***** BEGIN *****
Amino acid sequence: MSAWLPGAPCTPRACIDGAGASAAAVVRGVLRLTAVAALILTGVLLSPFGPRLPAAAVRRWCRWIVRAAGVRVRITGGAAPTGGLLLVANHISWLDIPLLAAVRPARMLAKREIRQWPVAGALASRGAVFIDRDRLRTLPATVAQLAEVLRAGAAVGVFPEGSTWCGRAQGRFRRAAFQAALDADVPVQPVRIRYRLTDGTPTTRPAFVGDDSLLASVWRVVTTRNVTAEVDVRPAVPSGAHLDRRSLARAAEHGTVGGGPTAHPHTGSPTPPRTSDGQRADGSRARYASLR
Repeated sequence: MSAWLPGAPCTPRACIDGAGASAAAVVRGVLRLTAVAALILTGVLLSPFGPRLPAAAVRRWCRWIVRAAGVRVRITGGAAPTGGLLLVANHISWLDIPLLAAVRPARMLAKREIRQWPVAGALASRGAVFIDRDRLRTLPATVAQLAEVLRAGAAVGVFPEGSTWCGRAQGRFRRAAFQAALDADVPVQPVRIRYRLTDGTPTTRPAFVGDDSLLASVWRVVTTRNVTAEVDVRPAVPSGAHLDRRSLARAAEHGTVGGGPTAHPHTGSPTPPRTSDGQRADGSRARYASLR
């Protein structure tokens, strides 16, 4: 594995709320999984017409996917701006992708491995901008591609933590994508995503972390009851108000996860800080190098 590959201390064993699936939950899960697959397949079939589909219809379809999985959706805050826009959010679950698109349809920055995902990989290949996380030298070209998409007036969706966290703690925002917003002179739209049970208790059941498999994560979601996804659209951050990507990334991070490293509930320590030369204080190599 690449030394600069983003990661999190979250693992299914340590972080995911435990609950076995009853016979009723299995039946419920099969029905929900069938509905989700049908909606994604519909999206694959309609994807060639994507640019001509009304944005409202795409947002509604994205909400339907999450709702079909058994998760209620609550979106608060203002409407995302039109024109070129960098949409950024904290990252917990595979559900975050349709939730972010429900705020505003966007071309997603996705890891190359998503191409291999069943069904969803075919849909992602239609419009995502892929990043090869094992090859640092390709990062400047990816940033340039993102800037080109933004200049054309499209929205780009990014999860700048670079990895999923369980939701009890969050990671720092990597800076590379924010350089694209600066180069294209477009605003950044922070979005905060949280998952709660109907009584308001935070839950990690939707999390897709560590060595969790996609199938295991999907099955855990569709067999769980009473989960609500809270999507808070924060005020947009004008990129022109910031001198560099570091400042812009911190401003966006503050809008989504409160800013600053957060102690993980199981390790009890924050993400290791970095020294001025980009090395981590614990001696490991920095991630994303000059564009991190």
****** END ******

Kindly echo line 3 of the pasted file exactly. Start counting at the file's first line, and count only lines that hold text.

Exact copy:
């Protein structure tokens, strides 16, 4: 594995709320999984017409996917701006992708491995901008591609933590994508995503972390009851108000996860800080190098 590959201390064993699936939950899960697959397949079939589909219809379809999985959706805050826009959010679950698109349809920055995902990989290949996380030298070209998409007036969706966290703690925002917003002179739209049970208790059941498999994560979601996804659209951050990507990334991070490293509930320590030369204080190599 690449030394600069983003990661999190979250693992299914340590972080995911435990609950076995009853016979009723299995039946419920099969029905929900069938509905989700049908909606994604519909999206694959309609994807060639994507640019001509009304944005409202795409947002509604994205909400339907999450709702079909058994998760209620609550979106608060203002409407995302039109024109070129960098949409950024904290990252917990595979559900975050349709939730972010429900705020505003966007071309997603996705890891190359998503191409291999069943069904969803075919849909992602239609419009995502892929990043090869094992090859640092390709990062400047990816940033340039993102800037080109933004200049054309499209929205780009990014999860700048670079990895999923369980939701009890969050990671720092990597800076590379924010350089694209600066180069294209477009605003950044922070979005905060949280998952709660109907009584308001935070839950990690939707999390897709560590060595969790996609199938295991999907099955855990569709067999769980009473989960609500809270999507808070924060005020947009004008990129022109910031001198560099570091400042812009911190401003966006503050809008989504409160800013600053957060102690993980199981390790009890924050993400290791970095020294001025980009090395981590614990001696490991920095991630994303000059564009991190």